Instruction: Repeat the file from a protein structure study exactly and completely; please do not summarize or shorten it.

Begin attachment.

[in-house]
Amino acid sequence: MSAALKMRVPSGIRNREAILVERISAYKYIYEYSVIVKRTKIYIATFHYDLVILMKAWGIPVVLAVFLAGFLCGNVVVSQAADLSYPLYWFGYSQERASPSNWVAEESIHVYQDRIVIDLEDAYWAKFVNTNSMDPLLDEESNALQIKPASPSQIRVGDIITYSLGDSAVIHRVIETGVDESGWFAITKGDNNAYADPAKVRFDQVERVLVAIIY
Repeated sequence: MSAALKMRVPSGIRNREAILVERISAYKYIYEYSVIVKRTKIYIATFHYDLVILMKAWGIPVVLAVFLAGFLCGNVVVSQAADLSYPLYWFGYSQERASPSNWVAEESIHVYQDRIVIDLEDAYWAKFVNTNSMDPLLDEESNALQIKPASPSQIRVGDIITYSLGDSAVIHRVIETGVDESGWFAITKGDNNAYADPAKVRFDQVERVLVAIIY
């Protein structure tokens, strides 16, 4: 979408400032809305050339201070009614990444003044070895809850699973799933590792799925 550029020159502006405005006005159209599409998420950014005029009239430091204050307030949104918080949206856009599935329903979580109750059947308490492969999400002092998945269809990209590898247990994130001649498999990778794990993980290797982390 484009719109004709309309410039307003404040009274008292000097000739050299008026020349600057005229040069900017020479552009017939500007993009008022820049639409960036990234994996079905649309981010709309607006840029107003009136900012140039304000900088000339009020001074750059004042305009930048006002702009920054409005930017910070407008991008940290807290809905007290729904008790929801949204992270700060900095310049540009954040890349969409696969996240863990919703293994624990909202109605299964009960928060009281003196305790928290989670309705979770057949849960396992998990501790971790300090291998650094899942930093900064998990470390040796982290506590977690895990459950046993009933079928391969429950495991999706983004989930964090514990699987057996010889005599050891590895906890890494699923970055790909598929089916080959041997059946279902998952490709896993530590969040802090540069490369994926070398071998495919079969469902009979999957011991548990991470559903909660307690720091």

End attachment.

[in-house]
Amino acid sequence: MSAALKMRVPSGIRNREAILVERISAYKYIYEYSVIVKRTKIYIATFHYDLVILMKAWGIPVVLAVFLAGFLCGNVVVSQAADLSYPLYWFGYSQERASPSNWVAEESIHVYQDRIVIDLEDAYWAKFVNTNSMDPLLDEESNALQIKPASPSQIRVGDIITYSLGDSAVIHRVIETGVDESGWFAITKGDNNAYADPAKVRFDQVERVLVAIIY
Repeated sequence: MSAALKMRVPSGIRNREAILVERISAYKYIYEYSVIVKRTKIYIATFHYDLVILMKAWGIPVVLAVFLAGFLCGNVVVSQAADLSYPLYWFGYSQERASPSNWVAEESIHVYQDRIVIDLEDAYWAKFVNTNSMDPLLDEESNALQIKPASPSQIRVGDIITYSLGDSAVIHRVIETGVDESGWFAITKGDNNAYADPAKVRFDQVERVLVAIIY
């Protein structure tokens, strides 16, 4: 979408400032809305050339201070009614990444003044070895809850699973799933590792799925 550029020159502006405005006005159209599409998420950014005029009239430091204050307030949104918080949206856009599935329903979580109750059947308490492969999400002092998945269809990209590898247990994130001649498999990778794990993980290797982390 484009719109004709309309410039307003404040009274008292000097000739050299008026020349600057005229040069900017020479552009017939500007993009008022820049639409960036990234994996079905649309981010709309607006840029107003009136900012140039304000900088000339009020001074750059004042305009930048006002702009920054409005930017910070407008991008940290807290809905007290729904008790929801949204992270700060900095310049540009954040890349969409696969996240863990919703293994624990909202109605299964009960928060009281003196305790928290989670309705979770057949849960396992998990501790971790300090291998650094899942930093900064998990470390040796982290506590977690895990459950046993009933079928391969429950495991999706983004989930964090514990699987057996010889005599050891590895906890890494699923970055790909598929089916080959041997059946279902998952490709896993530590969040802090540069490369994926070398071998495919079969469902009979999957011991548990991470559903909660307690720091």